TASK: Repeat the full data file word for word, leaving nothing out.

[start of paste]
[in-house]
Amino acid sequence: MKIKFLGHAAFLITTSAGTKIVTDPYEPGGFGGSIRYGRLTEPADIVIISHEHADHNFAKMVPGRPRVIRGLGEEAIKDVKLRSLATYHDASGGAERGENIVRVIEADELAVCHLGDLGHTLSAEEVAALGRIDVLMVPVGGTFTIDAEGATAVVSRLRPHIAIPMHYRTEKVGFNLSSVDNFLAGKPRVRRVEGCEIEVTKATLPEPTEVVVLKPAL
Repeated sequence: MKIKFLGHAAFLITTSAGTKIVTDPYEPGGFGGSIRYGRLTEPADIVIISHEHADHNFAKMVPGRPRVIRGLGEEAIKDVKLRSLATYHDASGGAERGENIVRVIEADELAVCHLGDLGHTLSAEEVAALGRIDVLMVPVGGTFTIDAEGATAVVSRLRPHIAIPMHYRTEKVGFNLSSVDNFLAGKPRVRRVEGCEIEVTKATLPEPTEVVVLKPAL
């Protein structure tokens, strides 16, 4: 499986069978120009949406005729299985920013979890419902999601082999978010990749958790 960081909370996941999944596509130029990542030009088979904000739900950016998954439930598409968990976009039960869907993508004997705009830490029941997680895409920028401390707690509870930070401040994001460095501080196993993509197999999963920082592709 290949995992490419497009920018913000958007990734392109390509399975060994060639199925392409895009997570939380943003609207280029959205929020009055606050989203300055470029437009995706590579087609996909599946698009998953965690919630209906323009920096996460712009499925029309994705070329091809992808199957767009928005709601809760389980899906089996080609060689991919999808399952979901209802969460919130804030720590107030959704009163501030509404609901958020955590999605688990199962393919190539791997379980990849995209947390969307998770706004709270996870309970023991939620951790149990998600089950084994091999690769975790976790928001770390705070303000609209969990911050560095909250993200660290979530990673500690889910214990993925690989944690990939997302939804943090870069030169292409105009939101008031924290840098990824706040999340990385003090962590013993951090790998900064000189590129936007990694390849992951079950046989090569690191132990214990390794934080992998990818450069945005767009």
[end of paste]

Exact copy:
[in-house]
Amino acid sequence: MKIKFLGHAAFLITTSAGTKIVTDPYEPGGFGGSIRYGRLTEPADIVIISHEHADHNFAKMVPGRPRVIRGLGEEAIKDVKLRSLATYHDASGGAERGENIVRVIEADELAVCHLGDLGHTLSAEEVAALGRIDVLMVPVGGTFTIDAEGATAVVSRLRPHIAIPMHYRTEKVGFNLSSVDNFLAGKPRVRRVEGCEIEVTKATLPEPTEVVVLKPAL
Repeated sequence: MKIKFLGHAAFLITTSAGTKIVTDPYEPGGFGGSIRYGRLTEPADIVIISHEHADHNFAKMVPGRPRVIRGLGEEAIKDVKLRSLATYHDASGGAERGENIVRVIEADELAVCHLGDLGHTLSAEEVAALGRIDVLMVPVGGTFTIDAEGATAVVSRLRPHIAIPMHYRTEKVGFNLSSVDNFLAGKPRVRRVEGCEIEVTKATLPEPTEVVVLKPAL
């Protein structure tokens, strides 16, 4: 499986069978120009949406005729299985920013979890419902999601082999978010990749958790 960081909370996941999944596509130029990542030009088979904000739900950016998954439930598409968990976009039960869907993508004997705009830490029941997680895409920028401390707690509870930070401040994001460095501080196993993509197999999963920082592709 290949995992490419497009920018913000958007990734392109390509399975060994060639199925392409895009997570939380943003609207280029959205929020009055606050989203300055470029437009995706590579087609996909599946698009998953965690919630209906323009920096996460712009499925029309994705070329091809992808199957767009928005709601809760389980899906089996080609060689991919999808399952979901209802969460919130804030720590107030959704009163501030509404609901958020955590999605688990199962393919190539791997379980990849995209947390969307998770706004709270996870309970023991939620951790149990998600089950084994091999690769975790976790928001770390705070303000609209969990911050560095909250993200660290979530990673500690889910214990993925690989944690990939997302939804943090870069030169292409105009939101008031924290840098990824706040999340990385003090962590013993951090790998900064000189590129936007990694390849992951079950046989090569690191132990214990390794934080992998990818450069945005767009």